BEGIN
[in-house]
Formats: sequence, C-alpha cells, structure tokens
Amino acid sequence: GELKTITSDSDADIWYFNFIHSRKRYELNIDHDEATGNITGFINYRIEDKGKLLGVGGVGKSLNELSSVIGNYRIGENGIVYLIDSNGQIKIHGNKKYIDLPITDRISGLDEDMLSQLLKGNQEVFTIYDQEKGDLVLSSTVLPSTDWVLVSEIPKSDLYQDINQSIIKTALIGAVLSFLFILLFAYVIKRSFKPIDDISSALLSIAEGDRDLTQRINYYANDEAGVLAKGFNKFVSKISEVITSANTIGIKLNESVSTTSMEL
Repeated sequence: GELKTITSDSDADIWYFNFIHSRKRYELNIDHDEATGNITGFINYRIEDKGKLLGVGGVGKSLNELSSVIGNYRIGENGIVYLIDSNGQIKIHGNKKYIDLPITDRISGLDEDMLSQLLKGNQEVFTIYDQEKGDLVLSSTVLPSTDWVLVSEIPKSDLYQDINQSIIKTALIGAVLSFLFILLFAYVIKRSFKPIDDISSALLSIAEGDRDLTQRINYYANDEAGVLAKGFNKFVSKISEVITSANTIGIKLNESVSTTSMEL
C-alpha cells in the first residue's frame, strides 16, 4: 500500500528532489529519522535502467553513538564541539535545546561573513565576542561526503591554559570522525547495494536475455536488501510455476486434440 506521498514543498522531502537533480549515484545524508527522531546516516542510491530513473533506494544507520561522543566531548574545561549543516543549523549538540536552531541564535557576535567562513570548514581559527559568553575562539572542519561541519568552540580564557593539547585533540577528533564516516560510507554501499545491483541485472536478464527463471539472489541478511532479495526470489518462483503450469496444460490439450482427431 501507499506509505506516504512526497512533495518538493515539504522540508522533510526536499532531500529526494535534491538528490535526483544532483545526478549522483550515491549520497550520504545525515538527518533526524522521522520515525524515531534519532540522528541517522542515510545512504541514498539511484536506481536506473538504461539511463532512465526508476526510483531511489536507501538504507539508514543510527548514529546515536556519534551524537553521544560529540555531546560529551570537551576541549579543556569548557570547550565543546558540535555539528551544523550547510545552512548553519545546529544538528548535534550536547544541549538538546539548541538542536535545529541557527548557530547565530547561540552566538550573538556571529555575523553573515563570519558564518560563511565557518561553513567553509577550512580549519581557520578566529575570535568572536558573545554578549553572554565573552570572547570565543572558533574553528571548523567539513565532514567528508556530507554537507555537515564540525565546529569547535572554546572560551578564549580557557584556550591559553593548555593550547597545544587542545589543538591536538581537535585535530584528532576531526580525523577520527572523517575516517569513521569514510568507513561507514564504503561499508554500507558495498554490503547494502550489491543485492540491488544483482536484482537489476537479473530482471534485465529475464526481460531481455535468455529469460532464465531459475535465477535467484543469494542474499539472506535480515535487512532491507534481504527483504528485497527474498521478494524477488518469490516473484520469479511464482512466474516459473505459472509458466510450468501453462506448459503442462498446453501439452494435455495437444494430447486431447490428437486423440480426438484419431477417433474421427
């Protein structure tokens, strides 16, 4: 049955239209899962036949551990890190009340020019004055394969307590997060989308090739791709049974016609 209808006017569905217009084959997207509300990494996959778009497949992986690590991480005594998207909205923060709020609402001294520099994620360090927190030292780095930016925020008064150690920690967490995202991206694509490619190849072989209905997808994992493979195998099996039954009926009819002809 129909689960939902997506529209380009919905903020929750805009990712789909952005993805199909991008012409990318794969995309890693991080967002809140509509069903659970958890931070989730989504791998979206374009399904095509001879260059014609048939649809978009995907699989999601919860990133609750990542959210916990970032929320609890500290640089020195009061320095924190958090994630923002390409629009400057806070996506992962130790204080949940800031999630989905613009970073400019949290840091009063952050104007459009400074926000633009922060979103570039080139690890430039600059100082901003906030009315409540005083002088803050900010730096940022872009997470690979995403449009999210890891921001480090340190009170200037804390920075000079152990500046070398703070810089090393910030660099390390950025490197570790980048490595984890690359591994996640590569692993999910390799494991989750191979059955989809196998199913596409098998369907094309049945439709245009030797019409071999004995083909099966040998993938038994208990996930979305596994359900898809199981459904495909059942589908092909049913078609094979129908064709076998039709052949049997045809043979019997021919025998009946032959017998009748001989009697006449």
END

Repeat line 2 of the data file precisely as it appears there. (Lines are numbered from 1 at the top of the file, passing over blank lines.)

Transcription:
Formats: sequence, C-alpha cells, structure tokens